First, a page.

In order to better understand the unpublished job market, let's take a minute to review first the more traditional published job market in order to better understand the difference between both.
The published job marketplace is where we usually go for available published opportunities, you know, the newspapers ads, Job Banks, Staffing or recruiting agencies postings and Job Fairs.
But did you know that the published jobs only represent about 30% of all available jobs at any given time? Some experts in the field even claims that this job marketplace represents only about 10% of all available jobs.
So the logical question is, where are the rest of the available jobs?
The Unpublished Job Market
The unpublished job market, also known as the hidden jobs market, is where job openings are filled without being advertised, or at least, not in the way we are used to as will see in a moment.
The unpublished job marketplace represents about 70% of available jobs at any given time. But there's more; 85% of the six-figure salary positions are filled via this unpublished jobs market. That means that the executive job listing we see in high end publications such as the Wall Street Journal, Barron's or The Financial Times, to name a few, only represents around 15% of the six-figure salary positions available.
Then the question is why this hidden market exists in the first place?
Why there is not just one place we can go and find all available jobs in the market?
To help ourselves answer these questions, let's take a quick look at the mechanics of both employment markets.
How the Published Job Market Works
In the case of the more traditional job marketplace, we perform our search on the available job listings to determine what positions we want to pursuit. Then we send our resume to either, the employer, placement agency or headhunter, depending on who post the listing.
Once your resume is received, the recruitment team does the initial screening of the received resumes. The surviving resumes are then sent to the hiring manager to review and the actual interview process begins.
First, HR or the hiring agency do a first round of interviews to see if the candidate fits into the corporate culture and to validate the resume information. Then the hiring manager interviews the screened candidates to select the most suitable one. Once the interviews are performed and the best candidate selected, the job offer process begins.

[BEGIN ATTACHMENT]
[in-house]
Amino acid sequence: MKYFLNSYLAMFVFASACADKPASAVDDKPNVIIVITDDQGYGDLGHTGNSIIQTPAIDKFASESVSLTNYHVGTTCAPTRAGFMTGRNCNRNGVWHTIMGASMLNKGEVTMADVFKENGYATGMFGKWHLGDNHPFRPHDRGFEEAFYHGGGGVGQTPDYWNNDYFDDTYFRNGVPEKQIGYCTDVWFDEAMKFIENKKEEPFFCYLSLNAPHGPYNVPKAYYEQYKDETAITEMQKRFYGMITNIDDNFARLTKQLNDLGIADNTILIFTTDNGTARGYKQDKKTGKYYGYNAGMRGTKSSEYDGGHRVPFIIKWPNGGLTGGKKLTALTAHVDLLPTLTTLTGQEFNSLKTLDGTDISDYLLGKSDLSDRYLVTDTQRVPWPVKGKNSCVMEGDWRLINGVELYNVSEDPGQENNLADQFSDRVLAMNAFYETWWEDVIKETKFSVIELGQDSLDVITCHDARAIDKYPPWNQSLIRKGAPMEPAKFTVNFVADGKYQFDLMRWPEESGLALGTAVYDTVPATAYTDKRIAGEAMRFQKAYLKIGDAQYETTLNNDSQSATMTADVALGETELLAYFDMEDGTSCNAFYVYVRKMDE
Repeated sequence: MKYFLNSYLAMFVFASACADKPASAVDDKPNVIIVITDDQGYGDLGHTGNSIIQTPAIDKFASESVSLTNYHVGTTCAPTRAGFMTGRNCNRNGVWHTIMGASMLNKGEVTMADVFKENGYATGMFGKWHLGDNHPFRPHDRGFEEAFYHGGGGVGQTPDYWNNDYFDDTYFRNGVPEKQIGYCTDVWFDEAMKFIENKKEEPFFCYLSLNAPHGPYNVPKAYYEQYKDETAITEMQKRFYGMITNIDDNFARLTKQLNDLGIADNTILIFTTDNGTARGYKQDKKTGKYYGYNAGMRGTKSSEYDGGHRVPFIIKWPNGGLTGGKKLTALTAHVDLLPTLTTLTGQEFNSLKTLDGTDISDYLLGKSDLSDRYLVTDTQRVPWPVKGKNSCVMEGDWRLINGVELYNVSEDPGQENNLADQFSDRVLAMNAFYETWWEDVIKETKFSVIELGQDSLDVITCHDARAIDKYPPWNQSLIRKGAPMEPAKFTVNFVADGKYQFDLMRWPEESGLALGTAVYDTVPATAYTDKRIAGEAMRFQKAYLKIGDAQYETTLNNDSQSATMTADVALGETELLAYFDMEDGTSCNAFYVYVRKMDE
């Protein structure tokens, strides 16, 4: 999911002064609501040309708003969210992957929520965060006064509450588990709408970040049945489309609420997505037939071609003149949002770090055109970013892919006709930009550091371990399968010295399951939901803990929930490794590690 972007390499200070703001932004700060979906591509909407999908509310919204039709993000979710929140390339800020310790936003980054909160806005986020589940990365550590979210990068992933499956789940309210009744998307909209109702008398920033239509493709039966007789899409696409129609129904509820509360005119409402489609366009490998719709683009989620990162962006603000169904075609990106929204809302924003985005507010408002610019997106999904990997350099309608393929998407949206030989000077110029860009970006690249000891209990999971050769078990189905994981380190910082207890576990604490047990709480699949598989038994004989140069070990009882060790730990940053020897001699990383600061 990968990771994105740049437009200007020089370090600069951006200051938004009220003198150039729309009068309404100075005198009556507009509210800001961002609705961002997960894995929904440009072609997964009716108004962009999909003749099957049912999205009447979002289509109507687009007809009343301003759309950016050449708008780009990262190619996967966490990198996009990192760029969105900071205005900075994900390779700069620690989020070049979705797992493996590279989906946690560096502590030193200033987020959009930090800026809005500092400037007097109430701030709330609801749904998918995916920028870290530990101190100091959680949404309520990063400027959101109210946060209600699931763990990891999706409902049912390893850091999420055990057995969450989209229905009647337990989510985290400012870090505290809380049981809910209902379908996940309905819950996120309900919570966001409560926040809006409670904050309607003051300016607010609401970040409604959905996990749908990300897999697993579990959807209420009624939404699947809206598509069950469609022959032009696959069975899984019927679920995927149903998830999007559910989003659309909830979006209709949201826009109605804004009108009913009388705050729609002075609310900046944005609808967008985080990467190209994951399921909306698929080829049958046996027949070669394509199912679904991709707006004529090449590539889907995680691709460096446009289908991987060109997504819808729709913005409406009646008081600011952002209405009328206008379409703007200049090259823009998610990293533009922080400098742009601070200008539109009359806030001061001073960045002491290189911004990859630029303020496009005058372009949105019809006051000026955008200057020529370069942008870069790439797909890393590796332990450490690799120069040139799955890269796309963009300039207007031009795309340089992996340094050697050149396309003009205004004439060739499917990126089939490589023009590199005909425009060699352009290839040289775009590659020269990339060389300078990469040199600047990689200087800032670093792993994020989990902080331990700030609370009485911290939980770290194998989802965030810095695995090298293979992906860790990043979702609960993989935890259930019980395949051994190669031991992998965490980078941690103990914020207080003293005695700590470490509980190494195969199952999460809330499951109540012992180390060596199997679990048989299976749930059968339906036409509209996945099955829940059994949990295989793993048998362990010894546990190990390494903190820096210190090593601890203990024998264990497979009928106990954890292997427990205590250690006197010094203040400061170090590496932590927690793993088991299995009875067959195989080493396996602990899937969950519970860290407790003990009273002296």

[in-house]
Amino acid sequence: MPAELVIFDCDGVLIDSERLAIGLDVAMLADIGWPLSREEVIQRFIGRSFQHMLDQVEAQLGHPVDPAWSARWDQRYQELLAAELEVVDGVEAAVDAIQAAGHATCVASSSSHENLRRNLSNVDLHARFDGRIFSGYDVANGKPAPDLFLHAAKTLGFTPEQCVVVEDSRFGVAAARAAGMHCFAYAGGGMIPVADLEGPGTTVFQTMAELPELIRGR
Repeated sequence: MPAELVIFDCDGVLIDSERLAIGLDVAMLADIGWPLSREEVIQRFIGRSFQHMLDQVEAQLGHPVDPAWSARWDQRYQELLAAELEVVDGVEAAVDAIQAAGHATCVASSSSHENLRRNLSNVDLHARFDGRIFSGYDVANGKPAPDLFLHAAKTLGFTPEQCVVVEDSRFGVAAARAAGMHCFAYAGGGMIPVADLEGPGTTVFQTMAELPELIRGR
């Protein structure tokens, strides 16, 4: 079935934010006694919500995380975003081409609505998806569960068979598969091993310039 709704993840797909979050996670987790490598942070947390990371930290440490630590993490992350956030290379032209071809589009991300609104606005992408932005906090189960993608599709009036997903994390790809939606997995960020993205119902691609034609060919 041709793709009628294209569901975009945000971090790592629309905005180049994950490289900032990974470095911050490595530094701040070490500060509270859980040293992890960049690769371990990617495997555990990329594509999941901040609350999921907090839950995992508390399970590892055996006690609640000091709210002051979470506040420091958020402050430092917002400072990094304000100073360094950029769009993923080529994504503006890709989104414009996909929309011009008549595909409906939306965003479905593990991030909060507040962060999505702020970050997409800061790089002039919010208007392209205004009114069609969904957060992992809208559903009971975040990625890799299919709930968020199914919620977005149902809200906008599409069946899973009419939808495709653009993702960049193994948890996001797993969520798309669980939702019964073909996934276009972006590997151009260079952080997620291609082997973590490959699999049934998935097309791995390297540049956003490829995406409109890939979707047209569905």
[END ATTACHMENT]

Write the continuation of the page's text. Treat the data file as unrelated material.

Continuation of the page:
If the hiring company is performing the process, the HR team will present the offer the HR team will present the offer. In the case of a head hunter, it will serve kind of an intermediary between the hiring company and the candidate, making sure the candidate receives a good offers as its commission if usually a percentage of the final salary.
How the Unpublished Job Market Works
In the case of the hidden jobs marketplace, the process is kind of more streamlined and or even more discrete.
The job fulfillment process on this market is more company driven, sometimes using external resources, but in rather a different way than in the traditional job market. On this market, job referrals are more common as companies looking for good candidates ask business partners, suppliers, contacts in other companies or even their own employees for referrals.
Some companies even have employee referral programs; after all, who better than the employee to know if the referred candidate fits the corporate culture as he or she lives it every day. In one Fortune 500 company I used to work for, the employee referral program actually paid a cash incentive for every referred candidate that got employed and completed their first three months on the job.
When you compare how both markets works, you might be thinking that the unpublished job market is not as easy or convenient as responding to published jobs ads. But when you look at the number of possibilities available, definitively the hidden job market is something that you should consider as part of your overall job hunting strategy.